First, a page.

The names of the Nurses that I remember rights of the top of my head are: Rebecca, Courtney, Joy, Cathy and Joan. The names of the techs I immediately remember are: Ja'Neill, James, Carly, and Illorna I do apologize if i forgot anyone or misspelled any names. You were all wonderful and helpful and made the time pass with ease. Thank you.

I don't think a full day had gone by from the start of surgery till they got me to "roll" off the bed onto my feet
and then stand and move and sit in the chair in my room. After a few hours they had me walk to the ICU room which later in the evening they moved me to another room to make a bed available for female patient. So 3 rooms in 2 days but that was fine as the moving helped with recovery. As each day passed more of the
various tubes and IV's and wires were pulled from me. By Saturday they started me on Coumadin (a blood thinner). I did some Stairs on Sunday during PT, 11 actually so that’s one flight according to the PT Nurse. Sunday night when I asked for a pain killer the nurse said she was waiting for a script for me to come up for some vitamin K then I would get it, and sure enough not even a minute or 2 later she came in with the pain pill and this little tube full of liquid vitamin k… about 1 ml. to get my PT/INR back down.


Monday morning I was released by 11:10am. The fun began in the hours prior to that with the final set of leads for the monitoring system being pulled off me, don’t let them kidyou those big ones do hurt a little bit when pulled off after being attached to you for days on end. And 30 minutes before I was released they pulled the triple loomin out of my neck, for those that don’t know this is a triple port IV they placed to be able to do blood draws and administer IV meds. The Ride home was an adventure as I had to sit in the back seat with the heart hug pillow in between my chest and the seat belt. Of course the route to get to and from the hospital from the section of Highway that leads to my home is in dire need of repair. So that was an adventure in its self. Once home my parents waited for me to get some what settled in and I had said hi to the puppy in her crate and let her smell me before they let her out. After I was sitting in one of the chairs they let her out and she came running across the room to me, but, stopped short of me and looked then slowly moved closer. She is still getting used to me not being able to do everything I used to with her.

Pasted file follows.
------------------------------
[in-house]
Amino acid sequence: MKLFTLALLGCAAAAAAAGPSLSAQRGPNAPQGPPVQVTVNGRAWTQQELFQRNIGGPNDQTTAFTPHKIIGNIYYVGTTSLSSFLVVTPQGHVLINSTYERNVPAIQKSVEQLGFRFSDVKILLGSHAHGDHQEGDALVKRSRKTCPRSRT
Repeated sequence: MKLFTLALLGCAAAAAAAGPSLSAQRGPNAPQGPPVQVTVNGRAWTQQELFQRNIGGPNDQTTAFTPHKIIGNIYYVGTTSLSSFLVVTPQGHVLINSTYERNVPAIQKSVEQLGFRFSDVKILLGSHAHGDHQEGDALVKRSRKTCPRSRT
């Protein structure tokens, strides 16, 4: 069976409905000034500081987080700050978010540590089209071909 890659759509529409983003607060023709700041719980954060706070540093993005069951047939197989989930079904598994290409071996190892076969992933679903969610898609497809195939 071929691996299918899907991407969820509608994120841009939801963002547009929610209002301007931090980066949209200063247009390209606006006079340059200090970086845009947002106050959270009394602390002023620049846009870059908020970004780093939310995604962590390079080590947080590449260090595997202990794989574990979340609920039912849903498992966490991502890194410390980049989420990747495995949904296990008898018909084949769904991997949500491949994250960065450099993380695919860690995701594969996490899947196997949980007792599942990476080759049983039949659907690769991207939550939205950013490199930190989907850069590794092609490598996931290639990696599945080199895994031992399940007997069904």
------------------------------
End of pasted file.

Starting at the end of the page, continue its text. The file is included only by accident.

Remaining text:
I am following the daily and now weekly instructions on the discharge sheets and the back at home sheet. With the weather as crazy as it is I have to improvise a little here and thereon the walking but I get it done each day. The first shower was the hardest but they are easier each time and not feeling as tipsy in there. The First Tuesday after my release the Home health aid/Nurse came and visited me, got paper work done and
checked my vitals. That Thursday I had my first of many in home Blood draws for the pt/INR testing. I know I have always had needles since I was young for different tests and shots but that doesn’t mean I have to like them. I look away or close my eyes which I hear is pretty normal for most people out there. The tech that comes and does the draw is good and quick with minimal pain so it’s pretty easy.
Since coming home from the Hospital I got back on my low sodium diet from before surgery and have lost a little bit more weight. There is more to tell but lets wait for another time.

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Comment by Alex Kirk on November 25, 2010 at 20:48
Hi Jonathan. Read read your story. It was reassuring. I hope you are still progressing. Alex
Comment by Richard Deal on November 8, 2010 at 9:49
great post jonathon!
i think most of us know the foley catherter quite intimately... at least the mention of it had me cross my legs in discomfort! you were lucky - i had mine for 2 weeks!
as graeme failed to say, keep on trucking!
r
Comment by Graeme on November 6, 2010 at 11:59
Hey Jonathon, reading your blog brought it all back to me in vivid detail, especially the wires out of the neck..my son said i looked like robocop wiht his head torn off and all the wires exposed..cute huh! Good blog.. good read..yes its a chore to keep it up to date - but really worthwhile as you can read it years later and have a big sigh of self satisfaction - plus its good for newbies and old hands alike to read of other members thoughts and recovery...

cheers

Graeme
Comment by Jonathan F Bushey on November 5, 2010 at 14:11
ugh.. guess it will be a never ending battle to edit and fix this so I guess it's good enough lol